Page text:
Cavalleria Rusticana and Pagliacci
No two operas in the repertory are more strongly associated with one another and performed on a bill together as often as Cavalleria Rusticana and Pagliacci, so much so that cognoscenti refer to them jointly as Cav/Pag. Conveniently, they are of about equal length, and together, they constitute a grand evening of grand opera.
But more than that, when composed in the early 1890’s, they represented the forefront of a new genre, opera verismo. Their dramatic tone, themes, social context, religious observance, and musical character are so similar, they seem made for each other, as if by the same composer. Their settings even share a near common geography, separated only by the Straits of Messina. Cavalleria Rusticana takes place in Sicily, while Pagliacci is set in the deep south of Italy’s boot, Calabria. The roots of revenge that run deep in those peasant societies manifest themselves in both operas.
Director Jose Cura takes license with the locales of the opera, choosing the single setting of La Boca in Buenos Aires for both. Surprise – Cura is from Buenos Aires. The La Boca district of the city was the destination of many immigrants from the regions of the two operas (including my own maternal great-uncle from Sicily!). And although Sicily’s and Calabria’s towns are overwhelmingly sun-bleached, light-colored stucco, the big blocks of bright colors common in La Boca and in the opera’s striking set do exist in a few seaside towns in Sicily. The set even reproduces a garish, primitive styled mural from La Boca with characters from a traveling circus. A final harmonious tie-in with the relocation is the symphonic interlude from Cavalleria that allows inserting a couple dancing the tango, which was born in La Boca.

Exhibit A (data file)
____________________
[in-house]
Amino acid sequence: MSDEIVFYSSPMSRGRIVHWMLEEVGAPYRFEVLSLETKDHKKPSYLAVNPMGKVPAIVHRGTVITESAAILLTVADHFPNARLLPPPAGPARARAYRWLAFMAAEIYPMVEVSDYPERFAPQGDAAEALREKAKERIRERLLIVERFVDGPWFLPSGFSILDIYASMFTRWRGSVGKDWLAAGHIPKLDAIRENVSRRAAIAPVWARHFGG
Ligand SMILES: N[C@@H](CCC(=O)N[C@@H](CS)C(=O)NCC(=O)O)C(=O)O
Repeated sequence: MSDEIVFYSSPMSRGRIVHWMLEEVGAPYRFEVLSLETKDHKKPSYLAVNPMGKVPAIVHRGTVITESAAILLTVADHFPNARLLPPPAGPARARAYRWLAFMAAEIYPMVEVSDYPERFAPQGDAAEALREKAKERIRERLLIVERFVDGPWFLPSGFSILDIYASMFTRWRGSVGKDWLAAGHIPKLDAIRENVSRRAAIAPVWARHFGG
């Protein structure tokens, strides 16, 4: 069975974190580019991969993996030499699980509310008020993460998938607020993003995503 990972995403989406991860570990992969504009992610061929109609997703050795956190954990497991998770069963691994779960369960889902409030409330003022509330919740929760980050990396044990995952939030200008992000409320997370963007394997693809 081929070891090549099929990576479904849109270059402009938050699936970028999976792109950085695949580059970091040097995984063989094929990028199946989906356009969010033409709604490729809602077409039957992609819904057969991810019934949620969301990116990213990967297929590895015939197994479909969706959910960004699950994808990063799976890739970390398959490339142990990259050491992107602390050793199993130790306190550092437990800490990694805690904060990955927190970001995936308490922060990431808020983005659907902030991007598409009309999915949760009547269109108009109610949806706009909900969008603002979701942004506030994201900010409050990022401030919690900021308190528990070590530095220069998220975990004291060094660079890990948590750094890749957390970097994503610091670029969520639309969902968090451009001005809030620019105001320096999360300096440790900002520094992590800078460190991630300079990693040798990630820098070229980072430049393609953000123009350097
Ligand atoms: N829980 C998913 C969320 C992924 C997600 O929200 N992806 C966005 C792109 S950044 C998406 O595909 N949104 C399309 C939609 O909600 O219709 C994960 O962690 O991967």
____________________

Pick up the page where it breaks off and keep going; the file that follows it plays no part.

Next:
Surprisingly, it has been 15 years since San Francisco Opera has produced Cav/Pag, so one is forgiven if the music is not fresh in the memory. Cavalleria is a simple story of jilted lovers, illicit affairs, and revenge. The lyrical, romantic music strains early in the opera give way to more religious motifs and ultimately to the dramatic dark realism of tragedy. At many junctures, one may reflect on the particular beauty of the music in the previous section. The same thought might occur at other intervals throughout. But in the end comes the realization that this score tantalizes the ear from the first note to the last with a consistency that few operas can match.